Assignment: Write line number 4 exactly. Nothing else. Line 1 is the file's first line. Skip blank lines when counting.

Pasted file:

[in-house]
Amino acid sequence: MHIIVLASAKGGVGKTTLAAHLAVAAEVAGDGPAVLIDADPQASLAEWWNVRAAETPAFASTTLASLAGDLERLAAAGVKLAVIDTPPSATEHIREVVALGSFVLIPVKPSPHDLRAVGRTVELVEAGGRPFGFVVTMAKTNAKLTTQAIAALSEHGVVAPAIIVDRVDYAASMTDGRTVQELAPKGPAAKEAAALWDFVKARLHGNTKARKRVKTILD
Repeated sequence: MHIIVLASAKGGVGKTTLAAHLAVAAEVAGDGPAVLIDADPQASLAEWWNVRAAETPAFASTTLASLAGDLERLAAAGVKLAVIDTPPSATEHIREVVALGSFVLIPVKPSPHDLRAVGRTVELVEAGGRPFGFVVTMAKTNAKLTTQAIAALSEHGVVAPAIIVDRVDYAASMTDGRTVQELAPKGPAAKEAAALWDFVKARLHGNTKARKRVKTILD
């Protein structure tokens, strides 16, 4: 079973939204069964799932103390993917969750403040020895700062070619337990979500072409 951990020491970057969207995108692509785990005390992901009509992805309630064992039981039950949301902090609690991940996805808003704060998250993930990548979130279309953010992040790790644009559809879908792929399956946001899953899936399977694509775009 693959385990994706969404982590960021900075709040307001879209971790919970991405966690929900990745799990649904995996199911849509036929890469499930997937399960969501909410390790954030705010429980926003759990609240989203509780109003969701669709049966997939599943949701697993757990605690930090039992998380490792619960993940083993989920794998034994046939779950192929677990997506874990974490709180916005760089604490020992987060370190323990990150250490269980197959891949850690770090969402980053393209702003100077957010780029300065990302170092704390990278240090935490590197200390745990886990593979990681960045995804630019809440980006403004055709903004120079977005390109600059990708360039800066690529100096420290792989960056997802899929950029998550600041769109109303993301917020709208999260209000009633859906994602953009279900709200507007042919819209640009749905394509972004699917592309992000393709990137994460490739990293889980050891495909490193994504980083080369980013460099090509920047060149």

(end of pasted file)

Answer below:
């Protein structure tokens, strides 16, 4: 079973939204069964799932103390993917969750403040020895700062070619337990979500072409 951990020491970057969207995108692509785990005390992901009509992805309630064992039981039950949301902090609690991940996805808003704060998250993930990548979130279309953010992040790790644009559809879908792929399956946001899953899936399977694509775009 693959385990994706969404982590960021900075709040307001879209971790919970991405966690929900990745799990649904995996199911849509036929890469499930997937399960969501909410390790954030705010429980926003759990609240989203509780109003969701669709049966997939599943949701697993757990605690930090039992998380490792619960993940083993989920794998034994046939779950192929677990997506874990974490709180916005760089604490020992987060370190323990990150250490269980197959891949850690770090969402980053393209702003100077957010780029300065990302170092704390990278240090935490590197200390745990886990593979990681960045995804630019809440980006403004055709903004120079977005390109600059990708360039800066690529100096420290792989960056997802899929950029998550600041769109109303993301917020709208999260209000009633859906994602953009279900709200507007042919819209640009749905394509972004699917592309992000393709990137994460490739990293889980050891495909490193994504980083080369980013460099090509920047060149």